During embryo transfer the embryo is transferred back to the uterus in a small procedure without anesthesia. The embryos are loaded into the catheter with a small volume of culture medium and then expelled into the uterus with a syringe. The number of embryos transferred back depends on the age of the patient. In general, more than one embryo is transferred because the “take” rate or implantation rate is not 100% for every embryo returned. Younger women generally have better quality embryos that are more likely to implant and therefore require the transfer of fewer embryos. Although different clinics use different guidelines for the number of embryos to transfer, national guidelines have been developed for this procedure. These guidelines are important because multiple embryo transfers increase the likelihood of having twins or triplets. In fact, roughly 30 to 40% of all IVF cycles result in “multiples” simply because of multiple embryo transfers. The indications for the use of IVF for male infertility are listed in the Table.
What is ICSI and when is it used for male infertility?
In 1992, a laboratory addition to IVF was described, termed intracytoplasmic sperm injection (ICSI). With this technique, individual sperm are pulled by suction into a microscopic pipette after crushing the sperm tail to immobilize it. The sperm is injected directly through the egg shell (zona pellucida) covering the unfertilized egg through the (perivitelline) space that separates the egg from the shell, and directly into the egg itself.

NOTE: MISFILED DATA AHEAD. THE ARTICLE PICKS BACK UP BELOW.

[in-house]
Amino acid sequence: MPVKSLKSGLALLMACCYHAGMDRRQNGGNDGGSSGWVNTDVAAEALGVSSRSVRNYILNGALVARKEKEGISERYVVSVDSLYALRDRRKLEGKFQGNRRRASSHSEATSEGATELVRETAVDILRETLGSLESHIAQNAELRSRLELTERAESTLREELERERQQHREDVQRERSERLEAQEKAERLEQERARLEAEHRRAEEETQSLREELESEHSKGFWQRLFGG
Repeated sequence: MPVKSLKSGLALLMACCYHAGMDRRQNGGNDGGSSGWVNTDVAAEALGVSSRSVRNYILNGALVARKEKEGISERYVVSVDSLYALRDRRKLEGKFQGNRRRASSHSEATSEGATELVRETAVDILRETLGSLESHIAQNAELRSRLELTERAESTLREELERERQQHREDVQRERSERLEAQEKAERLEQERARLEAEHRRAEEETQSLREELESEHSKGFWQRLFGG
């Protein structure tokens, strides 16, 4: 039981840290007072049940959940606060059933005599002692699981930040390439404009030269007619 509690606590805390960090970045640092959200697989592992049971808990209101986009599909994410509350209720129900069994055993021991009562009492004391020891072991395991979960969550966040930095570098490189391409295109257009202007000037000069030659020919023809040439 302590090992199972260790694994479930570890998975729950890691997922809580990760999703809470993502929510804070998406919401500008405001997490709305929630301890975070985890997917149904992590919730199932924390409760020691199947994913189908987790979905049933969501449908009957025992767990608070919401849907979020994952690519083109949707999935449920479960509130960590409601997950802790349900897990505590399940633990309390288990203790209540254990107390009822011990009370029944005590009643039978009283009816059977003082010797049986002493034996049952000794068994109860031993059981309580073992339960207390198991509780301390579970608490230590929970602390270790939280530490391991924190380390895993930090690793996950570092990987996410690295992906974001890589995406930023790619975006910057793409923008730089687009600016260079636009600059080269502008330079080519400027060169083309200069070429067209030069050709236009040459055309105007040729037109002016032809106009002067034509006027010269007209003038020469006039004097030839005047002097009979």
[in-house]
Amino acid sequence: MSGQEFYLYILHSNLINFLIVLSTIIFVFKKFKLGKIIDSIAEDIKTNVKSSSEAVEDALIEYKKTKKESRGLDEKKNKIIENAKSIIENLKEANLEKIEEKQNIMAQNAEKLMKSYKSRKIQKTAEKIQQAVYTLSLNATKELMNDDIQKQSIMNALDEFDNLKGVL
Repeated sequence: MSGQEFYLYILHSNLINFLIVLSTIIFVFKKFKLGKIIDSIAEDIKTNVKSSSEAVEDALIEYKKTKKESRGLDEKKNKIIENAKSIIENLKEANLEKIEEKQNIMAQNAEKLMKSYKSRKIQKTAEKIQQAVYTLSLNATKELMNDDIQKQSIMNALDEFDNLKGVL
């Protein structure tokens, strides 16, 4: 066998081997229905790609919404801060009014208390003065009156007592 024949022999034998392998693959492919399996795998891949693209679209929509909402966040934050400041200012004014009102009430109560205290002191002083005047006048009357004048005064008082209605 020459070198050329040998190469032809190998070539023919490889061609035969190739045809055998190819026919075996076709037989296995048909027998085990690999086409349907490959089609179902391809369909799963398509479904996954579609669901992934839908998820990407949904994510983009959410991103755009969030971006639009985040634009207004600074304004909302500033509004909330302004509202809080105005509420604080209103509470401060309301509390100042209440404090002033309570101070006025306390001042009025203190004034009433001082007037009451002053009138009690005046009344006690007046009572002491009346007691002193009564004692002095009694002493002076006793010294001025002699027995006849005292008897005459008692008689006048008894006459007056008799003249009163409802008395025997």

With this technique, the numerical sperm requirement for egg fertilization dropped from the need for hundreds of thousands of moving sperm for each egg with IVF to a single live sperm for ICSI. This approach allows “immature” sperm obtained surgically or by aspiration from men with no sperm in the ejaculate to be used for conception. Indeed, ICSI has become so popular that over 56% of IVF cases performed in US clinics now routinely use this technique to boost fertilization rates during IVF. In fact, the ability of ICSI to improve egg fertilization with live sperm from any source in the man has encouraged Dr. Turek and others to look beyond the ejaculate and into the male reproductive tract to find sperm for biologic pregnancies. At present, sources of sperm that are amendable for use with ICSI include sperm obtained from the vas deferens, epididymis, and testicle. Based on a meta-analysis of what has been published on the use of sperm from these three reproductive tract organs, there are insufficient data to say that any one source of ￼￼￼￼￼￼￼￼￼￼sperm is preferred to any other for ICSI.